In Syria, the principles of international law are being disregarded time and again – such as in eastern Ghouta right now. It is difficult for humanitarian aid workers in Syria to gain access owing to the tense security situation in the country. A large number of armed actors, shifting lines of conflict and bureaucratic obstacles are further problems. All too often, humanitarian operations are deliberately obstructed by the parties to the conflict – a flagrant breach of humanitarian principles. Many people in Syria therefore receive no essential relief goods such as food and medicines, or only sporadically, and live in sometimes catastrophic conditions. The United Nations estimates that 13.1 million people in Syria are dependent on assistance, including over six million internally displaced persons. A further 5.5 million Syrian refugees are in need of support in countries neighbouring Syria. Since neighbouring countries are unable to shoulder this burden by themselves, Germany is also supporting the United Nations aid agencies and bilateral partners in the region. The Federal Foreign Office is strongly committed to facilitating immediate and unhindered humanitarian access to all those affected and to providing targeted support for humanitarian aid measures in the regions of Syria that have been hardest hit by the humanitarian impact of the ongoing conflict.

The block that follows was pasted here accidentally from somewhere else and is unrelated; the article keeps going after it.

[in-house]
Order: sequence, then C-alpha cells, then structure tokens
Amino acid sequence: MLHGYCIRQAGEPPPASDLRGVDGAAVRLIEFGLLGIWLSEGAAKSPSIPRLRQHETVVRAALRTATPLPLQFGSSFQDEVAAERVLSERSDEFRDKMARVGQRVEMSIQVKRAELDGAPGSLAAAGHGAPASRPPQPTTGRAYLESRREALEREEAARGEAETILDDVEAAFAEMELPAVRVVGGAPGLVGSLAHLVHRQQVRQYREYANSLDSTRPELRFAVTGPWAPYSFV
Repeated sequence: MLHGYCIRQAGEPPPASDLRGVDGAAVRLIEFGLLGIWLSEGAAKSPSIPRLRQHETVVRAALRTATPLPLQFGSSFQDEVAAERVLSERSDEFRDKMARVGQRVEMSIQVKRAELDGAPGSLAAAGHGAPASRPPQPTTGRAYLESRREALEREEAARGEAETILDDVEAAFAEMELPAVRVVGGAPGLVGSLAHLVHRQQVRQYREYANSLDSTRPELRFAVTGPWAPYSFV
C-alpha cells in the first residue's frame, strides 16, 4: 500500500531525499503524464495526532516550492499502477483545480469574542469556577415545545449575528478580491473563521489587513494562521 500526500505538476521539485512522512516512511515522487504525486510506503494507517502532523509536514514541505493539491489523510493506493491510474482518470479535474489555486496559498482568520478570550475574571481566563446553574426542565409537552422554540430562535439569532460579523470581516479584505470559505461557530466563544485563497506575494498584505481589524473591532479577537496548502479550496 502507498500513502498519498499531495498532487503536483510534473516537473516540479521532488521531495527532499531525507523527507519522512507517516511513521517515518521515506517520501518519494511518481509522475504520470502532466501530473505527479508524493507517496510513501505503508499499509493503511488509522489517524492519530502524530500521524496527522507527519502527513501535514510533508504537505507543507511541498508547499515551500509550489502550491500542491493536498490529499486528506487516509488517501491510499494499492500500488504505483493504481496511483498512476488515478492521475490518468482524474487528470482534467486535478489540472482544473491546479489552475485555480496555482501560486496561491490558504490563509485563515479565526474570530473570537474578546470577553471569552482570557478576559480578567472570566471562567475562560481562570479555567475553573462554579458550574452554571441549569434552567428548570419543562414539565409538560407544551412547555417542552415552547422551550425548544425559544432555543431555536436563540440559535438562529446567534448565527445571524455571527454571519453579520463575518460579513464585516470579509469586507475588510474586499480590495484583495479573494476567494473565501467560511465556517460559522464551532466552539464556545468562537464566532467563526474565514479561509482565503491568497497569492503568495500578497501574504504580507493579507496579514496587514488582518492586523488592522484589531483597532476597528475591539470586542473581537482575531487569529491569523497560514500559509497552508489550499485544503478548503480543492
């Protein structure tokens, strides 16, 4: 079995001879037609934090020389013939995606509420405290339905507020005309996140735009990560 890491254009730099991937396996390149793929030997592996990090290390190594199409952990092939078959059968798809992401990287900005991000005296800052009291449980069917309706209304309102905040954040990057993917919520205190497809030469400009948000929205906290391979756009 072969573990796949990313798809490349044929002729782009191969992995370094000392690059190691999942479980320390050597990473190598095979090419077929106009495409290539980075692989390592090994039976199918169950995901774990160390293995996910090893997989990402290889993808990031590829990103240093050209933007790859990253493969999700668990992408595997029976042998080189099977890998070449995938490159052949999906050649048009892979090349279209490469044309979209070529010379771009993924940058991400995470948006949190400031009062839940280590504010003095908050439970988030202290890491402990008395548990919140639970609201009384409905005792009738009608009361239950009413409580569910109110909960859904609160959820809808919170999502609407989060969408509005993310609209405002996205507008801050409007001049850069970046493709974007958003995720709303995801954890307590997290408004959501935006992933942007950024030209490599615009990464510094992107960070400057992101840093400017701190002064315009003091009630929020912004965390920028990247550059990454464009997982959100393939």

The Federal Foreign Office is committed to finding a political solution to the conflict at a number of different levels. In addition to diplomatic initiatives, stabilisation measures are intended to support political processes and ultimately promote the resolution of armed conflicts. It is often the case that a central government is supported, as in Iraq, or a moderate opposition such as in Syria. In Syria, for example, the stabilisation funds are being used to co-finance civil defence – the White Helmets. Administrative structures are also being upheld so that no vacuum is created in the absence of regular state structures. The focus is always on negotiation processes, which is why the Geneva peace talks for Syria are also supported directly with these funds. In 2017, almost ten percent of the Federal Foreign Office’s global stabilisation funds were committed to Syria.